There have been certain herbs identified within scientific literature to benefit metabolism in varying mechanisms of action, including:

Fenugreekfenugreek

This herb, used in many Indian dishes, offers many benefits for metabolism by helping regulate blood sugar.

Regulated blood sugar keeps your energy balanced throughout the day and helps promote a healthy insulin response. A healthy insulin response ensures a healthy immune system by preventing hyperglycemia.

Hyperglycemia can lead to systemic inflammation that in turn can cause mitochondrial damage, which slows metabolism. Insulin can also act directly on immune cells to boost immune function.[4]

Fenugreek seeds have also been shown to have blood-lipid-lowering effects in pre-clinical and clinical studies.Click to Tweet

Fenugreek seeds have also been shown to have hypolipidemic (blood-lipid-lowering) and antioxidant effects in pre-clinical and clinical studies, all of which affect metabolism.[5]

How metabolism changes with age and what you can do about it 3Turmeric

A potent anti-inflammatory herb traditionally used in Ayurvedic practice, turmeric has been shown to downregulate NF-kB. NF-kB is a transcription factor, meaning that it can turn genes on and off.

Turmeric helps support healthy metabolism by increasing brown fat.Click to Tweet

The role of NF-kB is to signal the nucleus of our cells (where DNA is housed) to increase the production of inflammatory molecules. By downregulating NF-kB, turmeric works to suppress inflammation.

Turmeric also works at improving metabolism by increasing brown fat.[6]

Although brown fat sounds like something you don’t want to increase, it can help combat obesity according to some preclinical models.[7] These studies have shown that brown fat’s purpose is to transfer energy from food into heat, which in turn can rev up metabolic activity.

For more information on turmeric, check out Turmeric—the humble spice with impressive health benefits.

goldensealGoldenseal

One of the most popular herbs sold today, goldenseal was traditionally used in Native American cultures. The juice from the roots was used as a dye to stain skin and clothes, while the root and rhizome were used for immune and gastrointestinal health.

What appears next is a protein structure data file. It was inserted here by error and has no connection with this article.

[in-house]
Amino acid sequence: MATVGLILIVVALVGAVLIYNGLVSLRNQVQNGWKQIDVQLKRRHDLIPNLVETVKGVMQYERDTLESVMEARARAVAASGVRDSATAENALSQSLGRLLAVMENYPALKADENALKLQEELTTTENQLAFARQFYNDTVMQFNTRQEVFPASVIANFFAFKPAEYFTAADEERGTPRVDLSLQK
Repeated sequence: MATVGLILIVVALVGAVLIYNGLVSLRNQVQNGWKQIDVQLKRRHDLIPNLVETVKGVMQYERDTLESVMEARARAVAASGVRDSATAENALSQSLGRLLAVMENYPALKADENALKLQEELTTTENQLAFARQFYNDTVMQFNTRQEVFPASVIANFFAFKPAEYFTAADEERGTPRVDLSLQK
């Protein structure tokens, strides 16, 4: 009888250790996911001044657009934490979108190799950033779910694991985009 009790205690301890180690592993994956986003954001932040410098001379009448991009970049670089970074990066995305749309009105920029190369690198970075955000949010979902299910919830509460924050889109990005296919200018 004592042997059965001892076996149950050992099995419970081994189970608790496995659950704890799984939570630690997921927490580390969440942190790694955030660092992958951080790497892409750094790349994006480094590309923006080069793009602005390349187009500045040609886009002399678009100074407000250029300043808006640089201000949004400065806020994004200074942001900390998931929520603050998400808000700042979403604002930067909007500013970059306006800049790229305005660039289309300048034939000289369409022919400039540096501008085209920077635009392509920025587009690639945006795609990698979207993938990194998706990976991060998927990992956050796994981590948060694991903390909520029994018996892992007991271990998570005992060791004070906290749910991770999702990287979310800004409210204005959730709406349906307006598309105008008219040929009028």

Goldenseal contains berberine, which inhibits the fat stores that promote inflammation—which in turn leads to insulin resistance.[8] [9]

The berberine in goldenseal also activates AMPK. AMPK is an enzyme that plays a vital role in regulating cellular metabolism.[10]

Animal studies have shown that aging may decrease the efficiency of AMPK which can impair metabolism.[11] By activating AMPK, you can help offset or even potentially improve functioning of this enzyme and thus promote healthy metabolism.

siberian eleuthero rootSiberian eleuthero root

In 2010, an eight-week study found that eleuthero enhances cardiovascular endurance.Click to Tweet

In 2010, an eight-week study found that eleuthero enhances cardiovascular endurance by increasing how efficiently your heart, lungs, and blood vessels supply oxygen-rich blood to your muscles.

Siberian eleuthero also delays muscle fatigue by saving stored glucose towards the final stages of an exercise to be used as fuel. This can allow for better energy throughout your workout and for you to be able to exercise longer without feeling worn down as easily.[12]

Both of these processes can improve metabolic function or an increase in the amount of calories you burn during and after a workout.

green teaGreen tea

Green tea is widely promoted for its fat burning and metabolism-boosting properties. But what does the science say?

A component of green tea was found to increase the breakdown of fatty acids.Click to Tweet